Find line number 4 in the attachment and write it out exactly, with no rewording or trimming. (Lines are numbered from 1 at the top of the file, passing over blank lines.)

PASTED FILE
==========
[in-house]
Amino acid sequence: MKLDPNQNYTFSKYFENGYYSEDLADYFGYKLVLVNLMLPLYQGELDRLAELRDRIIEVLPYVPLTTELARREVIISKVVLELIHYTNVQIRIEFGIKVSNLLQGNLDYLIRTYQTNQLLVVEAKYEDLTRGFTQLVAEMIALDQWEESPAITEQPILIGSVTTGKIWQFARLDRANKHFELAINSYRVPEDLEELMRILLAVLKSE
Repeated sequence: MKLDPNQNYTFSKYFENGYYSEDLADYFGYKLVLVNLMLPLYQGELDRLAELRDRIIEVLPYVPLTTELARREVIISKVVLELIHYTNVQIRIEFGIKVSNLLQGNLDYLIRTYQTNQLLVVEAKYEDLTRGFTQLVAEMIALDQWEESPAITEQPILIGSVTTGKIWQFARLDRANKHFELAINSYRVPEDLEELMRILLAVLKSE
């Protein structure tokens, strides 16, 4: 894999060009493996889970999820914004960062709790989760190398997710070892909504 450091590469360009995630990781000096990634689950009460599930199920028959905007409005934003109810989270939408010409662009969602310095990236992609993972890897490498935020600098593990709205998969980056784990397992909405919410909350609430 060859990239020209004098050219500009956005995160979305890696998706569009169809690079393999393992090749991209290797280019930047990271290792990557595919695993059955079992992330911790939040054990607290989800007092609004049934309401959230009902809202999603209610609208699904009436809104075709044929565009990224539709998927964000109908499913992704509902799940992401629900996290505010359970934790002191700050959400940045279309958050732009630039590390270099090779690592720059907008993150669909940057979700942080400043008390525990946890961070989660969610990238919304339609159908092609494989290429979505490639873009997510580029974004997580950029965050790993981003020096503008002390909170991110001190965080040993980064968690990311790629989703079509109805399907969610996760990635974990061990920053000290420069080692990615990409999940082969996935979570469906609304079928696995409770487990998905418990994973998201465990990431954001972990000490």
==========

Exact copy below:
């Protein structure tokens, strides 16, 4: 894999060009493996889970999820914004960062709790989760190398997710070892909504 450091590469360009995630990781000096990634689950009460599930199920028959905007409005934003109810989270939408010409662009969602310095990236992609993972890897490498935020600098593990709205998969980056784990397992909405919410909350609430 060859990239020209004098050219500009956005995160979305890696998706569009169809690079393999393992090749991209290797280019930047990271290792990557595919695993059955079992992330911790939040054990607290989800007092609004049934309401959230009902809202999603209610609208699904009436809104075709044929565009990224539709998927964000109908499913992704509902799940992401629900996290505010359970934790002191700050959400940045279309958050732009630039590390270099090779690592720059907008993150669909940057979700942080400043008390525990946890961070989660969610990238919304339609159908092609494989290429979505490639873009997510580029974004997580950029965050790993981003020096503008002390909170991110001190965080040993980064968690990311790629989703079509109805399907969610996760990635974990061990920053000290420069080692990615990409999940082969996935979570469906609304079928696995409770487990998905418990994973998201465990990431954001972990000490």